People, by and large, are not a terribly self-aware bunch.
Sure they know what do they and don’t like in broad, abstract terms – chocolate vs. vanilla ice cream, beach holiday vs. the snow – and even on some deeper existential questions, but in general, many of us are too busy rushing hither-and-yon to really give any thought to the deeper questions of existence.
Tracy Fishko (Lola Kirke), newly installed freshman at a women’s liberal arts college in new York Cityand the protagonist in Noah Baumbach’s latest ode to fallible humanity, Mistress America, is not one of those people.
Arriving at college with expectations of greatly expanded social circles, intense learning experiences and an almost mythological “New York experience”, she is at first disappointed that her big, new exciting life bears no resemblance to what she’d envisaged.
In a phone call to her mother (Kathryn Erbe), she bemoans the fact that she feels like a wallflower at a party where no one seems particularly interested in getting to know her; hers in not a passive complaint – she has tried and failed to engage with people her in dorm, her classes and by seeking membership of the Mobious Literary Society, all to no avail.
And then into her life walks, or rather, surges with palpable, highly-articulate life force Brooke (Greta Gerwig).
Tracy’s soon-to-be stepsister,Brooke seems to have everything her new baby sister does not – stylish, literate friends, an endless buffet of professional and personal possibilities, and the charm, personality and intellect to make the most of them.
Brooke, is in short, everything young, impressionable Tracy thinks she wants to be.
But as is the way with these things, appearances can be deceiving.
In short order, and after Tracy has fallen headlong in love with everything Brooke is, represents and does, the wheels start falling off this brash, exciting new vision of a perfectly-wrought New York future.
Rather than an unassailable, unalloyed success, it emerges that Brooke doesn’t have it together at all, and that all the balls she had in the air, the shiny harbingers of a perfect life in the offing, are in danger of falling to the ground in one calamitous heap.
To the of writer/director Noah Baumbach and Greta Gerwig who penned the wryly amusing, insightful and meditative/screwball inclined script, Tracy is not presented as an impressionable, guileless ingenue nor Brooke as a screw-up in shiny, pretty clothes with the gift of the gab.
Rather they skillfully draw out that both women are the products of their own rather imaginative self-perceptions, or lack thereof.
Brooke, far from being in touch with herself to the degree initially suggested, is in fact, a few moments of intense self-realisation aside, wildly blind to her own weaknesses of character and intent.
She is the quintessential all-talk-and-little-action stereotype, with grand plans for a TV show, a cabaret performance on Broadway and a restaurant that is pitched as something approaching heaven here on earth, such are its lofty ideals.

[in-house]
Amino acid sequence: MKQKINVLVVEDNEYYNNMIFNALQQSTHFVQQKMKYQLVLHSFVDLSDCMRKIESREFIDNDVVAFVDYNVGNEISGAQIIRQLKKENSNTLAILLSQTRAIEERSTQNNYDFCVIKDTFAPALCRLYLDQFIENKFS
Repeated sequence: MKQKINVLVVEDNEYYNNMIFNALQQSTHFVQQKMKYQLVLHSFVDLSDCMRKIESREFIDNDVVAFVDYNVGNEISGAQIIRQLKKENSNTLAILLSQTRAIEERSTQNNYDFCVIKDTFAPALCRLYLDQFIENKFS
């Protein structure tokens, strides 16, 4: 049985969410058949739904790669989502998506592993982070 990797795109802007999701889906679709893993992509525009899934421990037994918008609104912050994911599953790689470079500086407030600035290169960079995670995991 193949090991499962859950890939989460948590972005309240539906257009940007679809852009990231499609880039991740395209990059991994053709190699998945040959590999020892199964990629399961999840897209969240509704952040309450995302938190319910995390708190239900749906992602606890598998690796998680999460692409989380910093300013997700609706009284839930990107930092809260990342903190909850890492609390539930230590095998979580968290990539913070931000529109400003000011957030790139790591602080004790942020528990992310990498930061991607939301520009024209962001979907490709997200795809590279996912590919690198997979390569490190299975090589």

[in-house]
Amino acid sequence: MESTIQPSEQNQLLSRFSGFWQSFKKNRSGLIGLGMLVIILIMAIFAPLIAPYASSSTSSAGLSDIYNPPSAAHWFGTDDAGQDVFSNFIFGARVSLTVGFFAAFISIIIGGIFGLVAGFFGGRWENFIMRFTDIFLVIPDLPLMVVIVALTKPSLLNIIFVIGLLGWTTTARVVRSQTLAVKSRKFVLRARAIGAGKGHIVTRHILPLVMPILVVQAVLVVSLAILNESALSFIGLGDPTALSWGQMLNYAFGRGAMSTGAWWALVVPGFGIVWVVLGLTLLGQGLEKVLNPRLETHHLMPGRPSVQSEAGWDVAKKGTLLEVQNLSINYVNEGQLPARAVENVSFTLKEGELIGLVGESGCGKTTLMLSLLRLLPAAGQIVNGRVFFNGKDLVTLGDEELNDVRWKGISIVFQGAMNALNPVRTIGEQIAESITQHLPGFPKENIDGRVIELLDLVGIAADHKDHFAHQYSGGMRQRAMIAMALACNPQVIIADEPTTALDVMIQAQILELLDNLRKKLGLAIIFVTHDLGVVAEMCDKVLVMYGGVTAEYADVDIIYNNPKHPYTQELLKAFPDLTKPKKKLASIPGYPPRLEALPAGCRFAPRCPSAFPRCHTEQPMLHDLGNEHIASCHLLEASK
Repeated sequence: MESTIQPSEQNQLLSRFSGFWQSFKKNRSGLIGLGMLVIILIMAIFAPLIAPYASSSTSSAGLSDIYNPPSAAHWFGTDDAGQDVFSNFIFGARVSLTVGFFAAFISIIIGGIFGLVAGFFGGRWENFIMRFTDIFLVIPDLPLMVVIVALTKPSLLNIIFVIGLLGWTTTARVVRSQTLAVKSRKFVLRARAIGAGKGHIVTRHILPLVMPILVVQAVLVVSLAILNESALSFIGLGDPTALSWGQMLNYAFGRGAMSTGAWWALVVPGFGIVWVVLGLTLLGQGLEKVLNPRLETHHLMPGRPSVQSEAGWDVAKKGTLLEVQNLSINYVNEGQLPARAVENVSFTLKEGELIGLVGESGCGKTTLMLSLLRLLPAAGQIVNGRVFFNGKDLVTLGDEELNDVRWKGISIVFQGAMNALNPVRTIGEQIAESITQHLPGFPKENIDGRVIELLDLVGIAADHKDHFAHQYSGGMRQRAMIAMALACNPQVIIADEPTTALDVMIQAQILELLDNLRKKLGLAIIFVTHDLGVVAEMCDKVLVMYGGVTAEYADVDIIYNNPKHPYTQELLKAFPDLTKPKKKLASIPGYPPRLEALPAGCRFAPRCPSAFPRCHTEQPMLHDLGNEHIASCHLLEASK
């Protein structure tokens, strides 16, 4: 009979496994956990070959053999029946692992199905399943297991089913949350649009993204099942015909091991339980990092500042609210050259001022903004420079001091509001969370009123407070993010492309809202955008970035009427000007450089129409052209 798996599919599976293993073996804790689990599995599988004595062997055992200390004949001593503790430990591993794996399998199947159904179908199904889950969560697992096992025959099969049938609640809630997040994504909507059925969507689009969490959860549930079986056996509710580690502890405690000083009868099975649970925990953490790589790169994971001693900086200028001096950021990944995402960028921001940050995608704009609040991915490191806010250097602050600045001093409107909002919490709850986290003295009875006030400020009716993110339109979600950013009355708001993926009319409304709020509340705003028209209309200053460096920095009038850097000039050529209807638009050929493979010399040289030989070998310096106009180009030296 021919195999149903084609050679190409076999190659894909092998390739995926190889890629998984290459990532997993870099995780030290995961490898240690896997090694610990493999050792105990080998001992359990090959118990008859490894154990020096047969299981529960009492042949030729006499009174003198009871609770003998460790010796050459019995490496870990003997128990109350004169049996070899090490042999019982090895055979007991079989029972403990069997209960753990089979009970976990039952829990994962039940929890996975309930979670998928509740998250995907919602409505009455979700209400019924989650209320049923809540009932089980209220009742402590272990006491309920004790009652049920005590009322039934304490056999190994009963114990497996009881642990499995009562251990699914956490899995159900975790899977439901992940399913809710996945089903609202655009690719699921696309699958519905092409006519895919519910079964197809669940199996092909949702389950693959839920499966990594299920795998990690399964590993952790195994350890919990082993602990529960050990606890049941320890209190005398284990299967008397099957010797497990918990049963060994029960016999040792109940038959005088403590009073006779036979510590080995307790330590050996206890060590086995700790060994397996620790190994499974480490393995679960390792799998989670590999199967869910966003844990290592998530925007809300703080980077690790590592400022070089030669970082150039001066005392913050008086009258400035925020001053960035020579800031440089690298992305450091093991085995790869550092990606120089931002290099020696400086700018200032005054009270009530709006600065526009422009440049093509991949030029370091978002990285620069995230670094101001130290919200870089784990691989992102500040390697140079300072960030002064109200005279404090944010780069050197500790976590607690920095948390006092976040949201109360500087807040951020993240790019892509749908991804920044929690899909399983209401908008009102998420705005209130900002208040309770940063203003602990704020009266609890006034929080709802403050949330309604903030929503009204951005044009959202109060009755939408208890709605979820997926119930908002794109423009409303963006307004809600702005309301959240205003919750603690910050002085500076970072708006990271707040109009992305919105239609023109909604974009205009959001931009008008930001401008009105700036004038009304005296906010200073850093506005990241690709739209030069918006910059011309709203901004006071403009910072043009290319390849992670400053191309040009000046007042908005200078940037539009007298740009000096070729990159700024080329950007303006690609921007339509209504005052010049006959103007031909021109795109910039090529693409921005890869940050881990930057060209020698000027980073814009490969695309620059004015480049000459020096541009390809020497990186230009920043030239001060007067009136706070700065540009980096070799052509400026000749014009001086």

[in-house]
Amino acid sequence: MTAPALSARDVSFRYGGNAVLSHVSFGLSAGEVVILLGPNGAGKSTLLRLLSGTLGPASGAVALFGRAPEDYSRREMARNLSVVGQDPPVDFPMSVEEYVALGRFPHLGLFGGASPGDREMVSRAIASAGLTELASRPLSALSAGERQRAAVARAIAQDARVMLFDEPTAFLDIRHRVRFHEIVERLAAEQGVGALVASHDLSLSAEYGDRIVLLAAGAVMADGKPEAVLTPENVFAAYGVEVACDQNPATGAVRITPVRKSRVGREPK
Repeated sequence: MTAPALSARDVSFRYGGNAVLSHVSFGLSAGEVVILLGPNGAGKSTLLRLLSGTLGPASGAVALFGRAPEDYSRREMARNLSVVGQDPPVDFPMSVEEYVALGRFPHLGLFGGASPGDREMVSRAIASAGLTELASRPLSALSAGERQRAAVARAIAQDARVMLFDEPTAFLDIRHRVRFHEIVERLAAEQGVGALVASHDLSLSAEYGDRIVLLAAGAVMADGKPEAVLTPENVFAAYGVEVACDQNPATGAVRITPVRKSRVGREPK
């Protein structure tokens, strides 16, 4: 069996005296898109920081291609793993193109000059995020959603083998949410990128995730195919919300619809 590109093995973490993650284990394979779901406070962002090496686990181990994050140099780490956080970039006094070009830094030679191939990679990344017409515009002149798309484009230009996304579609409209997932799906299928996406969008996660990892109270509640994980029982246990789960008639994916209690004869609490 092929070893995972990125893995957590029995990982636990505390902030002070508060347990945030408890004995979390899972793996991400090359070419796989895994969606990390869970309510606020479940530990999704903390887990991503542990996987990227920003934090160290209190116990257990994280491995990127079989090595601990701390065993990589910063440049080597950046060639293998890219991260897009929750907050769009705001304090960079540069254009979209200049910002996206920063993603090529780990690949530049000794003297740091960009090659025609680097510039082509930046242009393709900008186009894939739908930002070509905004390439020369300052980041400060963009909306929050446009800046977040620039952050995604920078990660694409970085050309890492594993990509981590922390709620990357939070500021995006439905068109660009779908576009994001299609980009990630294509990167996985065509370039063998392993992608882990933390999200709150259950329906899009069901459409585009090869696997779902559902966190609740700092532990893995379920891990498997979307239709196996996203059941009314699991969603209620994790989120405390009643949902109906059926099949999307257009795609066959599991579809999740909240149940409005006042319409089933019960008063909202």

Tracy, interestingly, realises all this early on, choosing to set this inisght aside in favour of harnessing Brooke’s joie de vivre and energy to supplement her own life’s wan prospects and forward momentum.
So aware is she of the broken puppet strings behind Brooke’s facade of success, that she uses her new familial bestie as the template for a character in a short story that she hopes will finally gain her access to the hallowed Mobius Society
By the film’s end, any idea that Brooke has a lock on a successful life, and Tracy does not, have successfully, and at times, highly amusingly upended, with the former pretty much carrying on as before, despite the near miss of almost losing it all, and the latter effectively parlaying what’s observed and learnt into some major life changes.
What carries the film successfully is the immediate likability of both characters, despite some major flaws on both sides.
And Baumbach’s willingness to portray failure once again as simply a learning experience – or not, depending again on how self-aware you are – and not a death sentence, lends the film a relatable sense of humanity that engages you in a way that the initial pell-mell sense of two lives colliding may not suggest.
Mistress America also does a rather fetching dance between introspective self-awareness, or its lack, and screwball farce, shifting between the two in ways that are amusing and insightful in a very Woody Allen-esque way.
Both Brooke and Tracy are gifted with some particularly witty and insightful lines, and the chemistry between them is a delight to watch, regardless of whether in they’re in best friend or fractious enemies mode.
The supporting players too are a pleasure watch, most notably Tracy’s best friend at college Tony (Matthew Shear), his prone-to-jealous girlfriend Nicolette (Jasmine Cephas Jones), and Brooke’s social-climbing ex-best friend Maimi-Claire (Heather Lind), all of who get their chance to join in the self-aware/not-quite-self-aware “fun”.
In the end though, the barbed farce of Mistress America brings with it a reassurance that all of us entertain the lesser angels of our nature far too much for own good but that that’s not such a bad thing if we’re self-aware enough to do something worthwhile and life-changing with the fallout.